The Sons of Raghnall: Two Revolutions, part II: Study War no More

In February 1935 I had a Communist Revolution. In October it was overturned by a reactionary one, just barely in time to prevent me from converting with a Communist government.

The most interesting question, in studying a historical event, is often “What were these people thinking?” This is not usually meant as a put-down; in the general run of things, the question does not express a sneering contempt for the idiots who would make such a mistake, but rather a genuine curiosity about the thought processes of people very different from ourselves. That is, after all, one important purpose of learning about history: To understand different ways of being human, and perhaps pick out the best bits. If we want to study people like ourselves, there’s no shortage – just walk outside.

In the case of the February Revolution in Norway, however, the general rule does not apply. When it comes to the Communist coup that established the world’s shortest-lived People’s Republic, the traditional phrase has its usual tinge of exasperated wonderment: What the devil were they thinking?

It is true that the initial takeover went smoothly, quite unlike the chaos of the New Year Putsch. So far, at any rate, we can follow Landsorganisasjonen. There had always been a revolutionary strain in the Norwegian labour movement, a radical wing that did not merely sneer at the gradualist approach of Geir Randall but actively prepared for The Day. In 1912 their rising was delayed by internal disputes, and in any case the fighting was then in the Baltic and nowhere near so intense as in the Great War; between the obvious fact that the regular army had a lot of guns, and the compromises worked out by the government of national unity, the revolution petered out. In 1935, however, there was a new generation of radical young hotheads, and every heavy weapon the MacRaghnall regime could lay hands on was in Africa, wearing out its barrels in the second conquest of the Sahel. This time, when the long-stored rifles were broken out of their underground caches, and the men who had fled conscription – commonly called “our boys in the woods” – came out to fight for the streets, there was no artillery to crush them. Bergen, always a stronghold of the Socialists, was under the control of the Provisional Councils within the first day; in Copenhagen the streets rang to rifle fire for a week, but the scattered resistance of a few veterans’ associations, rifle clubs, and policemen could not hold back the tide.

So far, so good; Olav MacRaghnall, King of Denmark and Emperor of the North Sea, fell in the vicious street-to-street combat in Copenhagen, and the administrative machinery of the state – in effect, at this point, the recruiting and logistics departments of the African army – decided to take orders from the only people with guns, even if only rifles, rather than allow a minor contretemps like the long-awaited Revolution to interfere with the flow of men and materiel to the Sahel front. But – and this is where the eye-rolling and exasperated sighs come in – what were Landsorganisasjonen going to do next? The army of Norway had not been defeated; the Morocco Offensive had driven it back over hundreds of miles, but had not shattered its integrity as an army – and in any case the counteroffensive was, in February of 1935, already well into the Atlas range; it was the armies of Islam that were in danger of disintegration. An intact army, far from its homeland, is no breeding ground for Communist sentiment; its generals – still, in 1935, members of the Norwegian septs, and in any case unlikely as a class to be sympathetic to egalitarian ideals – had near-complete control of what its soldiers read, and cracked down hard on anyone who so much as distributed a pamphlet they didn’t like. The enlisted men, likewise, were unlikely to feel much sympathy for the “boys in the forest”, who had managed to avoid the risks they bore daily. And even had this not been the case, a functioning army is, among other things, an instrument of coercion; its hierarchy exists partly to make men do what they would rather not, and to make it difficult for them to coordinate resistance. An army of three million men, undefeated by the massed artillery of Islam, would hardly notice the effort involved in throwing out a few Party militias from the seats of government; all that was required was to bring it home. Moreover, the distributed structure of MacRaghnall rule meant that the death of King Olav was no great break in the dynastic continuity; in particular, the Kings of Norway and Sweden commanded, respectively, Army Groups Algerie and Morocco, while the King of Scots – traditionally the title held by the direct heir to the overarching title of Emperor – commanded that VII Corps which broke the Atlas fortifications and opened the path to the sea. These men were not likely to quietly acquiesce in the seizure of their patrimony by the proletariat, and as heads of large bodies of armed men they had the means of doing something about it.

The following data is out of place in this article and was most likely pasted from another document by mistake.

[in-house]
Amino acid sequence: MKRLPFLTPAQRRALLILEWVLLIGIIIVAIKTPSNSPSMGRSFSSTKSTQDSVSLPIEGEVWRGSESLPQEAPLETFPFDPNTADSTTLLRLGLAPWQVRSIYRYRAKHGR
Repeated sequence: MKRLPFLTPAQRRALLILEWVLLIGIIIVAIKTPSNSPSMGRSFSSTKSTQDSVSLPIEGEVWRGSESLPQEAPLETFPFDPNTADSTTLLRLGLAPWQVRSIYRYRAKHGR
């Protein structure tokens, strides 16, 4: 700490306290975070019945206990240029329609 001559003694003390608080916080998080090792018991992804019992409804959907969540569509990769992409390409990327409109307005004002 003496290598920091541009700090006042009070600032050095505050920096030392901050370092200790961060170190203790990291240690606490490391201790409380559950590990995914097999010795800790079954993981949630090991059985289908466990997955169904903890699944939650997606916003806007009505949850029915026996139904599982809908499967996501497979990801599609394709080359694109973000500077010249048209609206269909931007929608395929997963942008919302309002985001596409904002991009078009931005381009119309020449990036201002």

The leaders of Landsorganisasjonen cannot have been unaware of these facts; what, then, did they intend to accomplish? Unusually for a Socialist organisation, it appears that their goal was to continue the war. In particular, they wanted crushing terms – effectively, complete annexation; not only of Spain but even of the Asian powers and the Inca. Except for Spain, this was probably beyond the ability of the Northern Alliance to deliver, but reason matters little in a Crusade; Geir’s dream of a Final War that would end all wars lived on, even after more than a decade and an ocean (*) of blood. The Communist leadership believed, presumably, that the men in the field would agree with them, and not overthrow a government that would insist on harsh terms – at least not until the peace was imposed, presumably by dictation in the shattered streets of Bombay. Since that would have taken years or decades, they may have believed that, by then, they would be firmly entrenched (perhaps literally!) and have heavy weapons of their own to resist any military readjustment of the politics of Norway.